The stimulus bill passed in February was somewhat a watered-down compromise at the time, and the recession has since proven even worse than expected. Brad DeLong amended a chart made by CEA chair Christina Romer and Biden economic advisor Jared Bernstein during the stimulus debate. He writes:
So my first point is that the Obama administration's federal fiscal stimulus programmes are on the low side of what is appropriate by a substantial margin. This is the largest economic downturn since the Great Depression and the standard tools of expansionary monetary policy are tapped out and broken right now.
My second, related point is that the need for federal-level fiscal expansion is reinforced by what state governments are doing right now. The federal government's discretionary actions are expanding aggregate demand by about $400 billion over fiscal year 2010, but state governments are right now cutting their spending and raising their taxes in order to offset this federal fiscal expansion more or less completely. On net, the government sector will be on autopilot as far as discretionary policy moves to stimulate the economy are concerned: federal-level expansion is offset and neutralised by state-level fiscal contraction. This is not an appropriate macroeconomic policy stance: this is the largest economic downturn since the Great Depression.
That is from his contribution to a roundtable discussion at The Economist of a column by Romer in which she revisits the recession that interrupted the recovery from the Great Depression in 1937. She writes:
The recovery from the Depression is often described as slow because America did not return to full employment until after the outbreak of the second world war. But the truth is the recovery in the four years after Franklin Roosevelt took office in 1933 was incredibly rapid. Annual real GDP growth averaged over 9%. Unemployment fell from 25% to 14%. The second world war aside, the United States has never experienced such sustained, rapid growth.However, that growth was halted by a second severe downturn in 1937-38, when unemployment surged again to 19% (see chart). The fundamental cause of this second recession was an unfortunate, and largely inadvertent, switch to contractionary fiscal and monetary policy.
The 1937 episode provides a cautionary tale. The urge to declare victory and get back to normal policy after an economic crisis is strong. That urge needs to be resisted until the economy is again approaching full employment. Financial crises, in particular, tend to leave scars that make financial institutions, households and firms behave differently. If the government withdraws support too early, a return to economic decline or even panic could follow. In this regard, not only should we not prematurely stop Recovery Act spending, we need to plan carefully for its expiration. According to the Congressional Budget Office, the Recovery Act will provide nearly $400 billion of stimulus in the 2010 fiscal year, but just over $130 billion in 2011. This implies a fiscal contraction of about 2% of GDP. If all goes well, private demand will have increased enough by then to fill the gap. If that is not the case, broad policy support may need to be sustained somewhat longer.It sounds like she is laying the groundwork to follow DeLong's advice. That may be hard to pull off, politically, as Andrew Leonard notes polls show concern about the federal deficit (as they did in 1935 and 36, Krugman points out).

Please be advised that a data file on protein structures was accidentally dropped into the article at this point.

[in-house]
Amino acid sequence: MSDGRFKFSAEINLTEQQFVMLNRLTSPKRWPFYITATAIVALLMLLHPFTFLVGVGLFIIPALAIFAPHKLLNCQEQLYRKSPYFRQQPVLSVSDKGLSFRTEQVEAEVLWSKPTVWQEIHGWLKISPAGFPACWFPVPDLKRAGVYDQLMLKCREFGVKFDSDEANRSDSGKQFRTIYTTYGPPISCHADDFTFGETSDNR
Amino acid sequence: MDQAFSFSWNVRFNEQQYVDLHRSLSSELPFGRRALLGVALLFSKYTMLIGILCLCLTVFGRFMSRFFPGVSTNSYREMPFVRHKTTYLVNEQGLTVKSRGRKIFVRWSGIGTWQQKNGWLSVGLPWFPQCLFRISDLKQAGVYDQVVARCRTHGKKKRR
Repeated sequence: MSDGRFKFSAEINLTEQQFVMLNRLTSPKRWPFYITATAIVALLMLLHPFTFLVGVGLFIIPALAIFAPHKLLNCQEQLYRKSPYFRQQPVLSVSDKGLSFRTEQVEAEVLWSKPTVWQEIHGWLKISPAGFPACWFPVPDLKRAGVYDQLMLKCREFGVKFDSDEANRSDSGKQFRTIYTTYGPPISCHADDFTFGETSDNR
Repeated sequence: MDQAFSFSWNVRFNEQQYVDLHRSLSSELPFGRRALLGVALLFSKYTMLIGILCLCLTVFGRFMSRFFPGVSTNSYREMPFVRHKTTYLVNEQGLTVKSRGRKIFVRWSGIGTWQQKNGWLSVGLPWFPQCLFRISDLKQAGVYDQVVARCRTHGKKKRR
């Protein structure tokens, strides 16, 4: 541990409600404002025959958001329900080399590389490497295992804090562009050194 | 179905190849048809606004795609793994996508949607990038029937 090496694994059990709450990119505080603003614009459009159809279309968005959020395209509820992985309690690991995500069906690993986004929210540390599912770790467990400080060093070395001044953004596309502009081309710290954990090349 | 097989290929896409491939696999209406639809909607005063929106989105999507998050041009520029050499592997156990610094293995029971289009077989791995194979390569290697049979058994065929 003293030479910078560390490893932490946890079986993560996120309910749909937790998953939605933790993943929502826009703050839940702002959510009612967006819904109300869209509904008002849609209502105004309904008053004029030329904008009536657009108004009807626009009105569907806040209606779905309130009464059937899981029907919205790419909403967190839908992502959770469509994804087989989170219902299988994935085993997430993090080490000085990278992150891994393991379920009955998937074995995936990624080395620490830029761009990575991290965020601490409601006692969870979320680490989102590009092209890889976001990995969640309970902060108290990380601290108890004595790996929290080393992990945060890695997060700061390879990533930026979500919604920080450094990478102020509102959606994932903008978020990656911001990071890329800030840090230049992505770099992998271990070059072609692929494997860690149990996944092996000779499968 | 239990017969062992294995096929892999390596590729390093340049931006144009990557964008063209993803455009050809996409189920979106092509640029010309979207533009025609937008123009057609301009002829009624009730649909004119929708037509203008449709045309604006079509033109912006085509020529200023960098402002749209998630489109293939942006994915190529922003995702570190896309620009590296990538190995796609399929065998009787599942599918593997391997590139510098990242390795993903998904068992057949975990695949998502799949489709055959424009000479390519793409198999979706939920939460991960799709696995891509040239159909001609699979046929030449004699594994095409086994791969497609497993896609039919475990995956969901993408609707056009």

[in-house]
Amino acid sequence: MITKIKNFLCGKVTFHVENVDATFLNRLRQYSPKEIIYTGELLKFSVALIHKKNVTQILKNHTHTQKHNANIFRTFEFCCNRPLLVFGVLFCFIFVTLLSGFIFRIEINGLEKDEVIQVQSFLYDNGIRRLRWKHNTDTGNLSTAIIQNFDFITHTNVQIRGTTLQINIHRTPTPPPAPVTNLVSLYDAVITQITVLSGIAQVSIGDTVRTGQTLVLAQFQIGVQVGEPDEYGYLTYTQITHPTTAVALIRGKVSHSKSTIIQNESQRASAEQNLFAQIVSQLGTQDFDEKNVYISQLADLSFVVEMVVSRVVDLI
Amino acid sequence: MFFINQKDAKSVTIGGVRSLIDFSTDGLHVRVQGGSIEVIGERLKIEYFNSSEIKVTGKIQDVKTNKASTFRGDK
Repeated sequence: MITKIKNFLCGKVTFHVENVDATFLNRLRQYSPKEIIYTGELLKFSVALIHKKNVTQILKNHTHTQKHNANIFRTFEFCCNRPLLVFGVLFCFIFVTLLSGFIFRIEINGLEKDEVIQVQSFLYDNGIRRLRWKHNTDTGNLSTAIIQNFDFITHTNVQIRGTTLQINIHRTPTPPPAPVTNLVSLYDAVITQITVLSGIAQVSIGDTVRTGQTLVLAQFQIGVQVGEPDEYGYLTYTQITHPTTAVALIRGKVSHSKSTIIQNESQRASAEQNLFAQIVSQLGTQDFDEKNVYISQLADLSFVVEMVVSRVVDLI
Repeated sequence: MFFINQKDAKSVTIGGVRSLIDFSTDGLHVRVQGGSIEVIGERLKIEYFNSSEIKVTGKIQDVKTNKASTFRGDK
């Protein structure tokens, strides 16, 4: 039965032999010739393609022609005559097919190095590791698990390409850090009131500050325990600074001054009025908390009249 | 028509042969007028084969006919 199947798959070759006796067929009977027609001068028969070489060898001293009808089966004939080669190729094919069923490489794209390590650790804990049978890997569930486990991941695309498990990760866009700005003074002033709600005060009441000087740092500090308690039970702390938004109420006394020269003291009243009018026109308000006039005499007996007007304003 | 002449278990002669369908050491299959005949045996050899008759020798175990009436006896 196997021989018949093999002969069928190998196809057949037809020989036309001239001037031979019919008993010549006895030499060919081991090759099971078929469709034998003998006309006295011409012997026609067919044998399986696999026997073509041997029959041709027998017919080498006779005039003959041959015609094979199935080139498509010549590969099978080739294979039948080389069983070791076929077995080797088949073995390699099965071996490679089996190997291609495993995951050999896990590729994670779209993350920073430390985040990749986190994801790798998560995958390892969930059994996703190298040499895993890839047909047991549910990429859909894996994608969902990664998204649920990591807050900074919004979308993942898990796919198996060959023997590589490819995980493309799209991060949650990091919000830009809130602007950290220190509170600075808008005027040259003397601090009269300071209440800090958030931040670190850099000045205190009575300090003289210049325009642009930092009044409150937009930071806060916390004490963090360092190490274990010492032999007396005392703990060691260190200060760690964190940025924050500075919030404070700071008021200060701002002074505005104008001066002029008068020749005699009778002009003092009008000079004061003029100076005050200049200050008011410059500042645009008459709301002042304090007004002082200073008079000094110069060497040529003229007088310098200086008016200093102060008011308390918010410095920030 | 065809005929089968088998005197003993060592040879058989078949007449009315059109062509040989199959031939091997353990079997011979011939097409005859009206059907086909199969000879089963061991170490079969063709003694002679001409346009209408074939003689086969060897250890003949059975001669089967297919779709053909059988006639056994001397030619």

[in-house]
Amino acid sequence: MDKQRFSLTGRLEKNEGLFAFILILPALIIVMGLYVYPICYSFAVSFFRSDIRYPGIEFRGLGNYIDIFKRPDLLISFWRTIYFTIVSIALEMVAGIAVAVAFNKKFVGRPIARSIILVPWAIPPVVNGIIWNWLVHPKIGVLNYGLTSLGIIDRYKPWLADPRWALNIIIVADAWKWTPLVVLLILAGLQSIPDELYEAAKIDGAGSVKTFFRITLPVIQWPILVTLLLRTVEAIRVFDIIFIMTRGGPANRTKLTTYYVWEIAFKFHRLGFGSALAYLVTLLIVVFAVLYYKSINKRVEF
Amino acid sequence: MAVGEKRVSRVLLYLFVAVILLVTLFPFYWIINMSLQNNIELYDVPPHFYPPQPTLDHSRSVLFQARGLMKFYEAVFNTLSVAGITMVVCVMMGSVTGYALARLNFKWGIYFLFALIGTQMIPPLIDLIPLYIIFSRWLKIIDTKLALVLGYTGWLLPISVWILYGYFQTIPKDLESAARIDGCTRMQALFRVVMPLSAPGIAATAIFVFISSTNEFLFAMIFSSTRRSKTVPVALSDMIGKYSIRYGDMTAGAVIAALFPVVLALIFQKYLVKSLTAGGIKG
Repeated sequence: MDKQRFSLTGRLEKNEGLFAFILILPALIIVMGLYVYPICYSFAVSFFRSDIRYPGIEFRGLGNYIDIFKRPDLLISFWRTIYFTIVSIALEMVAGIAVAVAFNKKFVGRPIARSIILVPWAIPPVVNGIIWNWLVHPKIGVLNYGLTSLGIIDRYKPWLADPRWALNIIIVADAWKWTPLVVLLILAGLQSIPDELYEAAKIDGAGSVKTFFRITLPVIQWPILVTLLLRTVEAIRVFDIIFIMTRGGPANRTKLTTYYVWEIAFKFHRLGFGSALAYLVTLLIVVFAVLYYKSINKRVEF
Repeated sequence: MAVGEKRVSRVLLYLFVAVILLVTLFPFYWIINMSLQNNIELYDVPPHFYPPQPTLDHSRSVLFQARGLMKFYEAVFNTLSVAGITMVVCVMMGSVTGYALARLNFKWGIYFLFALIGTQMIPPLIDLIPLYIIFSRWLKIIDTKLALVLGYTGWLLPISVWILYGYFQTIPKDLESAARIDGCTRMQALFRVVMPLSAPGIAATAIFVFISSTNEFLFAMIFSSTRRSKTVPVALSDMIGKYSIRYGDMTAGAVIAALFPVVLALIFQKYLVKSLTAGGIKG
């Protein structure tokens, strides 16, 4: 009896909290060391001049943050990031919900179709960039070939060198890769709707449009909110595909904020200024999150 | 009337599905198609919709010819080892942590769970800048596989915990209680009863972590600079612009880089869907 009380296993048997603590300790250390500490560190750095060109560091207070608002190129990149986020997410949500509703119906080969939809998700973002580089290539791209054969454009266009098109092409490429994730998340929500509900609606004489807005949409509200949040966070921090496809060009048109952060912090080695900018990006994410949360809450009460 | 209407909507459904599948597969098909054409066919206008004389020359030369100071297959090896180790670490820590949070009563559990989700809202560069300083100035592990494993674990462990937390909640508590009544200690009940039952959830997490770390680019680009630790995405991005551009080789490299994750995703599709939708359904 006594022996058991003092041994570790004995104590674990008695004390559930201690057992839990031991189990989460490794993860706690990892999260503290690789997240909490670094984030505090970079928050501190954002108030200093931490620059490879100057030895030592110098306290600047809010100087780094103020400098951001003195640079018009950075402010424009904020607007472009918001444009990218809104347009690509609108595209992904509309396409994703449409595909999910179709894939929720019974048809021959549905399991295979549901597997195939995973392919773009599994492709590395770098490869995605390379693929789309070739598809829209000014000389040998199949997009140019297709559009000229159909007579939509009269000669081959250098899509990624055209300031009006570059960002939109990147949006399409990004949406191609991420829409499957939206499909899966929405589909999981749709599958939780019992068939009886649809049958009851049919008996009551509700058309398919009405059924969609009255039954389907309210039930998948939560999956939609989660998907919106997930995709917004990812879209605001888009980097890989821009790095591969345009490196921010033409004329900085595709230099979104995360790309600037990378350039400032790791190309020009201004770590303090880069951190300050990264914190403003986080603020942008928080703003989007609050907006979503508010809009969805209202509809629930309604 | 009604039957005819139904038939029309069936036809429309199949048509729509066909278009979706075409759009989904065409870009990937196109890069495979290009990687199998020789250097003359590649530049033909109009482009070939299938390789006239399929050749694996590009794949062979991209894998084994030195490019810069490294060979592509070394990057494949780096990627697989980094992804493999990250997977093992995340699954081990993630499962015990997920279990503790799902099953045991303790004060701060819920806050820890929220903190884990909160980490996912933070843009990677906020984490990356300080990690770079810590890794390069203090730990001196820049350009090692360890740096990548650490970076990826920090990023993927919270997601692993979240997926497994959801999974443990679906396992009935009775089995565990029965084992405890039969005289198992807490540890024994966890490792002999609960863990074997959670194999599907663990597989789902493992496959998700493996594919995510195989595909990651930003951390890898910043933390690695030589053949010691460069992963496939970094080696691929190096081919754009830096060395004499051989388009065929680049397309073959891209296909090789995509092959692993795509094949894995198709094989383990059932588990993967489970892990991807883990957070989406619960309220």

In his column, Paul Krugman also argued it is not the time to let up:
The debate over economic policy has taken a predictable yet ominous turn: the crisis seems to be easing, and a chorus of critics is already demanding that the Federal Reserve and the Obama administration abandon their rescue efforts. For those who know their history, it’s déjà vu all over again — literally.
For this is the third time in history that a major economy has found itself in a liquidity trap, a situation in which interest-rate cuts, the conventional way to perk up the economy, have reached their limit. When this happens, unconventional measures are the only way to fight recession.
Yet such unconventional measures make the conventionally minded uncomfortable, and they keep pushing for a return to normalcy. In previous liquidity-trap episodes, policy makers gave in to these pressures far too soon, plunging the economy back into crisis. And if the critics have their way, we’ll do the same thing this time.
Update (6/21): Catherine Rampell of Economix puts those poll results in perspective:
2009’s federal deficit is projected to be a larger percentage of G.D.P. (12 or 13 percent) than it has been any year since 1945, and yet a measly 5 percent of Americans are complaining that deficit/debt/budget issues are the country’s biggest problem.